“Most people who want to live off the success of one [single] aren’t just fooling themselves, but they’re fooling their listeners [too] because they’re not putting their heart and soul into the music anymore,” Smith says. “We’re thrilled that it opened doors for us but that’s it. It’s still always in rotation in our DJ and live sets because we love to see how much fans connect to it, but we’ve moved on, grown up, matured and come back with an entirely new album with a bunch of songs that we believe are just as good as ‘Days Go By.’”

Taking about a 7-year hiatus between their second and latest effort—Electric Love, Dirty Vegas has definitely felt the effects of the dance scene’s evolution and are basking in its overall growth in popularity, to become a genre that is finally embraced and accepted worldwide. Smith likes to think the Internet played a major part of expanding the dance music platform by opening a variety of doors for new listeners to engage with the music.

“It’s funny because we look back [to] when we first started and people didn’t know what to call our music, but now you turn on the radio and you hear it on every station. People’s musical tastes are changing and they want more. What’s great about dance music is that there are so many sub-types, that being a fan of one can lead to the exploration of entirely new artists you would have never been introduced to before.”

Older and wiser, Dirty Vegas are content with their music. Locking themselves in a studio until they’re happy with the results, they aren’t beating themselves up creating mediocre tracks. They’ve stopped second-guessing themselves. They’re now letting the creative process organically flow and are going to put out new tracks when they feel they have substantial material.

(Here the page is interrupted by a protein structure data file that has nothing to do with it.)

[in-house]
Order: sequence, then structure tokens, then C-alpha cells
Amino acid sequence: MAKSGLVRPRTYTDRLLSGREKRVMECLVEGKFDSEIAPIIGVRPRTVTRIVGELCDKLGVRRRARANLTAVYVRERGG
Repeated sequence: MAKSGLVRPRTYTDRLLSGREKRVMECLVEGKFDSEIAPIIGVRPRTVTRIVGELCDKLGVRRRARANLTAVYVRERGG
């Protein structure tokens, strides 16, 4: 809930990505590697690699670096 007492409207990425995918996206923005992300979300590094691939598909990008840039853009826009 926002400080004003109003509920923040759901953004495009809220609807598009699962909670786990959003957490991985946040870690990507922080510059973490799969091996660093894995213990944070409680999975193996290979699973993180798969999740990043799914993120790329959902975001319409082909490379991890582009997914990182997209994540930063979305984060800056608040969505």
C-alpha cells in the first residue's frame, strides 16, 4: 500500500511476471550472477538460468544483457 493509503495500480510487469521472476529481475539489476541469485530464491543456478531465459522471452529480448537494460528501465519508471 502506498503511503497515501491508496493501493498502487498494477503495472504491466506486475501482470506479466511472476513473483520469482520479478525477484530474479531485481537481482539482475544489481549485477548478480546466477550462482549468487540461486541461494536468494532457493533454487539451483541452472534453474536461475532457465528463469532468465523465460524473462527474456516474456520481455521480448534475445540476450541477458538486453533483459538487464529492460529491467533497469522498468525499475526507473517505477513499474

Which is probably why Electric Love is receiving the acclaim that it has. Old fans love the that the album is deeply rooted in electronic music and features similar beats to the ones that initially made them fall in love; while newcomers are digging the indie-inspired musical treats Dirty Vegas started experimenting with for this go around.

“When we recorded the first album, we were into Basement Jaxx, Chemical Brothers, and after we came back from our split, we noticed how bands like The Killers, Mike and Phoenix were adding electro vibes to their music. We used to do that stuff before and people didn’t get it back then, but now since they’re more open-minded with their musical tastes, we were inspired to incorporate some of the same elements into our new music. It’s good to always change things up a bit. Sometimes you get it right, sometimes you’re wrong, but it happens. You just have to take chances, which is what we want to be known for doing.”

Smith admits that while Dirty Vegas isn’t getting any younger, the band isn’t putting limits on themselves in terms of how many more musical years they have in them. “Look at Bruce Springsteen, Neil Young, Foo Fighters, Pearl Jam and lots of others that still rock out,” he says. “If there is still a demand for your stuff, then why stop? No one should stop what they love…unless a doctor tells them to, and that’s exactly what we plan on doing.”

Images by Travis Jenson.